Building on the success of their hit video series Chad Vader: Day Shift Manager, Matt Sloan and Aaron Yonda (pictured above—first and third from left, respectively) have tapped into their other passions to expand their comedy empire. One of the more popular shows produced by their company, Blame Society Productions, is nothing more than the two co-founders playing board games with friends and sharing the results. They drink heavily and verbally rip each other to shreds, just like any number of board game nights around the world. Beer And Board Games is a weekly experiment that’s almost guaranteed to go awry. It combines the adrenaline rush of fighting your friends for glory with the emotional volatility that naturally results from the heavy consumption of alcohol.
Each episode is funded by fans and a live audience who pay for toasts, insults, and the right to choose the next game or beer. The games aren’t limited to more grown-up fare like Axis And Allies or Dark Tower. Some of the best episodes feature the competitors avoiding the dud in a drunken game of Mystery Date or dealing with endless banishments to the “Black Hole” in a loud round of the VHS horror game Nightmare.
Beer And Board Games has found enough of an audience to crowdfund three seasons of shows, with a long backlog of donation rewards. Sloan and Yonda talked to The Gameological Society about obscure board games, what kinds of board games make for the best comedy, and their love-hate relationship with show regular Dylan Brogan.
The Gameological Society: How long have you been playing board games?
Matt Sloan: I had brothers and a sister when I was growing up and we’d play board games all the time. We had a closet full of them. Unfortunately, they’re all gone now, but I wish I still had some of them.
Aaron Yonda: My brother and I played board games all the time when we were growing up including some of them that we play now on the show, like Talisman and other stuff. Actually, in a way, that’s where the show idea came from because my brother and I—was it three years ago? We were just playing board games and drinking beer and we said, “We should make a show out of this because we’re riffing off each other and making fun of each other and being jerky like brothers do.” We just thought this would be a really fun show to do.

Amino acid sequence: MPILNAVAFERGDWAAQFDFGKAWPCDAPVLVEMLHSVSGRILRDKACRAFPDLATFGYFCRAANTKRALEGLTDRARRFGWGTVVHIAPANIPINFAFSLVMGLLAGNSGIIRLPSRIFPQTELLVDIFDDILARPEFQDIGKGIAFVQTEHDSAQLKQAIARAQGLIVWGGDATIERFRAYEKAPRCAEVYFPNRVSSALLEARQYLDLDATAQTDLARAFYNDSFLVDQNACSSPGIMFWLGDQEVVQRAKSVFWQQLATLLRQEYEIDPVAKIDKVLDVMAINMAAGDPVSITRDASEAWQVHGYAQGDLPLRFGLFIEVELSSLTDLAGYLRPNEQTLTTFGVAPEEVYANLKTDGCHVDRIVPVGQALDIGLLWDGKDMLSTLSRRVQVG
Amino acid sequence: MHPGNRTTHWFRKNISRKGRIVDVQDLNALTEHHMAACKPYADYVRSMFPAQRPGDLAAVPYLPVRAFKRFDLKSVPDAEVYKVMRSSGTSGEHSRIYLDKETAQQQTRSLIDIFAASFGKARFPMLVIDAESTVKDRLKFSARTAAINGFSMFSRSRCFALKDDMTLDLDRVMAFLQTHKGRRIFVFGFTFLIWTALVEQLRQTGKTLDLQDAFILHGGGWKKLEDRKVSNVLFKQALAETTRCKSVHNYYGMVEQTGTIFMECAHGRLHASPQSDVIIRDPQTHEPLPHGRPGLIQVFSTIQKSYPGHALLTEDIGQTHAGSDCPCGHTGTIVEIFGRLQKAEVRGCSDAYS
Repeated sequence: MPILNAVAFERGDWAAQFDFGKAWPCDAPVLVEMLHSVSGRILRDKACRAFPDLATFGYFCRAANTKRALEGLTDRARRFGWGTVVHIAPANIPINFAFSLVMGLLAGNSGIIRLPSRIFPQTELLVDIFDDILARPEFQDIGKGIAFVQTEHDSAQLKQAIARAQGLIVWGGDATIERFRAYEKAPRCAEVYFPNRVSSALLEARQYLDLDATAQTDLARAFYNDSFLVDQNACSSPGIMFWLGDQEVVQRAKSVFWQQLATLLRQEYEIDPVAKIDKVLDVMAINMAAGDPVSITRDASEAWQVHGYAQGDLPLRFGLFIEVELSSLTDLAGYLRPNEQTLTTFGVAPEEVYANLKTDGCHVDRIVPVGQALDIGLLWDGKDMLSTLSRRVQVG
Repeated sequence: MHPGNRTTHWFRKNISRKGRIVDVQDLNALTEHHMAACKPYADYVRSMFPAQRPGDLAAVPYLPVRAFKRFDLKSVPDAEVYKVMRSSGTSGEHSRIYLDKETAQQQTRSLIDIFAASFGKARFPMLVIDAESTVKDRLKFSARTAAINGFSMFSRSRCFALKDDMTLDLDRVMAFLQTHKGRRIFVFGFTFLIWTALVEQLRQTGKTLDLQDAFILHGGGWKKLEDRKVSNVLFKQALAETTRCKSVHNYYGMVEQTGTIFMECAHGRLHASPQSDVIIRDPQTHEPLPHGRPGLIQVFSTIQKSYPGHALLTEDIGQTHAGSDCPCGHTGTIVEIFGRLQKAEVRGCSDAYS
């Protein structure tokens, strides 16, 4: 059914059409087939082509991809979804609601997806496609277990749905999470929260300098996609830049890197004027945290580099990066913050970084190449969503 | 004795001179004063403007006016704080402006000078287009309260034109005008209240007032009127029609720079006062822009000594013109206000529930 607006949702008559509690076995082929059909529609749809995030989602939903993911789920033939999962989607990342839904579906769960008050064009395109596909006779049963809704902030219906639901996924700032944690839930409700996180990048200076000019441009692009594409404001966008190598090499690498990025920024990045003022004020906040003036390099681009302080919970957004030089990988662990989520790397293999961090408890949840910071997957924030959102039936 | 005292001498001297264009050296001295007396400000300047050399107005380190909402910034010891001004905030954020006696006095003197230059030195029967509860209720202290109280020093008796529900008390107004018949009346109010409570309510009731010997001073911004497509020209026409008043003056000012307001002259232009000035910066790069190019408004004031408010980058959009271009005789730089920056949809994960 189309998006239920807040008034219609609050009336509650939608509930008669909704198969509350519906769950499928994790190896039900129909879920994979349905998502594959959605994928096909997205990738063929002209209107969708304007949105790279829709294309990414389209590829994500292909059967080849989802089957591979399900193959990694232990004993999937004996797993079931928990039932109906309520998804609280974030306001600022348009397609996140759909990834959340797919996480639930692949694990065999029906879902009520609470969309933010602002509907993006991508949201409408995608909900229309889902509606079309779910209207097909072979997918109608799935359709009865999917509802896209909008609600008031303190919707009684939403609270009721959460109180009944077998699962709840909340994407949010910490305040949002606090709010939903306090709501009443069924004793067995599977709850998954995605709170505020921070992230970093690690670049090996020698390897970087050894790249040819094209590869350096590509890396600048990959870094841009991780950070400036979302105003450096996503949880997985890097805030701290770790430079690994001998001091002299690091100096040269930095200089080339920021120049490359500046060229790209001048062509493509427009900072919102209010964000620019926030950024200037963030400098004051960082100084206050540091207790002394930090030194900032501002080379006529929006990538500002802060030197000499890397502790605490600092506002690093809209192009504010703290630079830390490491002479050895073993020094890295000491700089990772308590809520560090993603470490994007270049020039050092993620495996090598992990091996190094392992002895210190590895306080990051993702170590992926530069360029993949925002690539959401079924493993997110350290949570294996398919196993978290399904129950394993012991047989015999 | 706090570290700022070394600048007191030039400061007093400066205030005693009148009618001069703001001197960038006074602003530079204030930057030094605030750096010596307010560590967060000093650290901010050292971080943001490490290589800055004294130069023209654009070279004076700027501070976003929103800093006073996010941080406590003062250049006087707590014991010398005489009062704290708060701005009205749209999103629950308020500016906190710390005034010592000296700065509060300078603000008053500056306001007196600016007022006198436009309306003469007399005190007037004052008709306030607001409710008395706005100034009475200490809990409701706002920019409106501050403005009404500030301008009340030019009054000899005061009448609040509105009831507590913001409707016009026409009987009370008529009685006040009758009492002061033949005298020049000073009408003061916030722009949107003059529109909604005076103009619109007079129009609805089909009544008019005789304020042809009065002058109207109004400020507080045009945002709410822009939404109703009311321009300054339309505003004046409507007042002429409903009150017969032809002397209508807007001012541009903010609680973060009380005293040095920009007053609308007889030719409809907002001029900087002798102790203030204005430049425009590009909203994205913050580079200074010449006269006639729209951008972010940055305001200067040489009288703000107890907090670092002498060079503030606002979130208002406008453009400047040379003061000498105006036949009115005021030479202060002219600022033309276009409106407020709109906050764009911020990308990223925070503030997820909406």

It was good and bad and stupid and fun. That’s the important thing.
So we made it into a challenge. We’re going to drink six beers and play a game and see what happens. It was as simple as setting up some cameras and recording it. It was just an experiment. We had no idea if it was going to be good or bad or stupid, but I think it was kind of a combination of all those things actually. Good and bad and stupid and fun, that’s the important thing.
Then, I got really sick of editing it because it’s really hard to edit four hours of footage from two different cameras, and we stopped making it for a little while. I thought, “What if we expand the show?” Matt wanted to be on the show, so we said, “Let’s do it.” We have a lot of comedian friends, and we can just rotate them in and out.